1969: In the four years before the arrival of Shula, the Dolphins are mediocre (15-39-2), but the team is able to assemble a solid foundation to build on. This includes quarterback Bob Griese, fullback Larry Csonka, safety Dick Anderson, running back Jim Kiick, defensive end Bill Stanfill, running back Mercury Morris, and wide receiver Paul Warfield. All these players would be essential components of the 1972 season.
The 1969 away uniform is a classic inverse of the 1969 home jersey, with a white short-sleeved jersey bearing orange and blue-trimmed aqua number patches on the chest and sleeves and white-framed orange alternating horizontal stripes.
1971: During Shula’s first full season as the Dolphin’s coach in 1970, he takes the team – which had a losing record up to that point – and amasses a 10-4 record, the first winning season in the franchise’s history. In 1971, he tops himself, taking the 10-3-1 Dolphins all the way to the Super Bowl, where they would lose to the Dallas Cowboys by a score of 24-3.
The home jersey changes: Gone are the sleeve stripes, and the number patches on the sleeves grow smaller – as the sleeve has a higher cut – and are moved closer to the shoulders.
Then, 1972 happened.
1972: This season redefines what perfection means in the NFL. In just seven years, the Dolphins go from newborn expansion team to four consecutive losing seasons to an undefeated, untied perfect regular and post-season. Only the Chicago Bears had known a perfect regular season to that point, but in the two years that they went undefeated in regular matchup, they lost the NFL Championship Game. The Dolphins, on the other hand, win Super Bowl VII against the Washington Redskins, 14-7.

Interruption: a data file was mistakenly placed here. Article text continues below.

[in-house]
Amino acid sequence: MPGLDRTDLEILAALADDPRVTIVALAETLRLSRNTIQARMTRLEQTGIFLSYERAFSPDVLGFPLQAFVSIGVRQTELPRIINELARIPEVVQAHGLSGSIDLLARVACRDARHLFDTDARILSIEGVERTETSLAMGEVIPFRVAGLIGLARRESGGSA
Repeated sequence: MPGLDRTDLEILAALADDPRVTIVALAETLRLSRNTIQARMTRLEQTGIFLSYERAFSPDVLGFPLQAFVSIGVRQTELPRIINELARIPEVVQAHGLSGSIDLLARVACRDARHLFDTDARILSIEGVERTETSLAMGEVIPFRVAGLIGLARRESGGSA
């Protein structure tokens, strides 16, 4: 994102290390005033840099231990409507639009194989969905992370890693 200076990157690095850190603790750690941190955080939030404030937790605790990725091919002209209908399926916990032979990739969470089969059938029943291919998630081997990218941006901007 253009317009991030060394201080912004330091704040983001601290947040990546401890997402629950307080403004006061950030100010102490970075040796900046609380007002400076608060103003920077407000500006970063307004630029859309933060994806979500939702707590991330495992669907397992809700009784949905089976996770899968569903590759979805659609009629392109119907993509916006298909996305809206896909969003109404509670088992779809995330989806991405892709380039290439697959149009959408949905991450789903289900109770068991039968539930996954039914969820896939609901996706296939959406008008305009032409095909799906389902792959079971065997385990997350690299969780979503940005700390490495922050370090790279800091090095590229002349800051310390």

The jersey the team wears for that Super Bowl win, the 1972 away jersey, is a slightly modified version of the 1969 away jersey. The sleeves are shortened, with the negative space below the horizontal stripes cropped. The sleeve elements – the horizontal stripes and the number patches – shrink to better fit the reduced space, and the sleeve number patches are raised to below the shoulders.
1973: This season sees the Dolphins return to the Super Bowl for the third straight year – and secure their second straight win at the Big Game. The game is won on the strength of Csonka’s rushing – a Super Bowl record of 145 yards.
The 1973 home jersey sees the horizontal stripes return to the sleeve but just above the cuff – as on the away jersey.
1980: Following the 1973 season, the Dolphins remain a threat in the AFC but are not championship contenders. The 1980 jersey would not see a change in design but rather a change in materials, as the jerseys are made with meshed fabric with silk-screened numbers.
1984: In 1983, the Dolphins get lucky and draft – with the 27th pick – a quarterback from the University of Pittsburgh, Dan Marino. Marino in 1984 will lead the Dolphins to a 14-2 regular season record and another shot at the Super Bowl. Unfortunately, the Dolphins are forced to face the unstoppable San Francisco 49ers, who finish the season 18-1 and take Super Bowl XIX 38-16.